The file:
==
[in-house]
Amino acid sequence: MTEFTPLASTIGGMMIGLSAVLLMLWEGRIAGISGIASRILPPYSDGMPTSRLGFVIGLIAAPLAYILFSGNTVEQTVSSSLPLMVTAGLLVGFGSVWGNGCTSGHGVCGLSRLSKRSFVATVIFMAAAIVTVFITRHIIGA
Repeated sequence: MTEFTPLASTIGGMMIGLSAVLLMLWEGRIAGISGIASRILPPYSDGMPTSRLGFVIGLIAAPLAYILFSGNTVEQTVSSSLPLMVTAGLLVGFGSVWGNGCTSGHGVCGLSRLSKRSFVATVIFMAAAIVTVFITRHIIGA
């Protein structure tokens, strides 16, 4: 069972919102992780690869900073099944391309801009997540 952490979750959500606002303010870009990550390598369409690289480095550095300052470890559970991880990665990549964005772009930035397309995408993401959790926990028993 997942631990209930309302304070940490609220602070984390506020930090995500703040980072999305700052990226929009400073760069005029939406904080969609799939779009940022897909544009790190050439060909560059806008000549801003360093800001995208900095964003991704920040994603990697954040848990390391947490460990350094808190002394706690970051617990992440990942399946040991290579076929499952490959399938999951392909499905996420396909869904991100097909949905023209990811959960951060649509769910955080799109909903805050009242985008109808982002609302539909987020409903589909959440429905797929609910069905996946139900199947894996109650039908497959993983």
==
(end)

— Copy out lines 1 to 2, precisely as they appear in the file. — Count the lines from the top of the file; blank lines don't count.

[in-house]
Amino acid sequence: MTEFTPLASTIGGMMIGLSAVLLMLWEGRIAGISGIASRILPPYSDGMPTSRLGFVIGLIAAPLAYILFSGNTVEQTVSSSLPLMVTAGLLVGFGSVWGNGCTSGHGVCGLSRLSKRSFVATVIFMAAAIVTVFITRHIIGA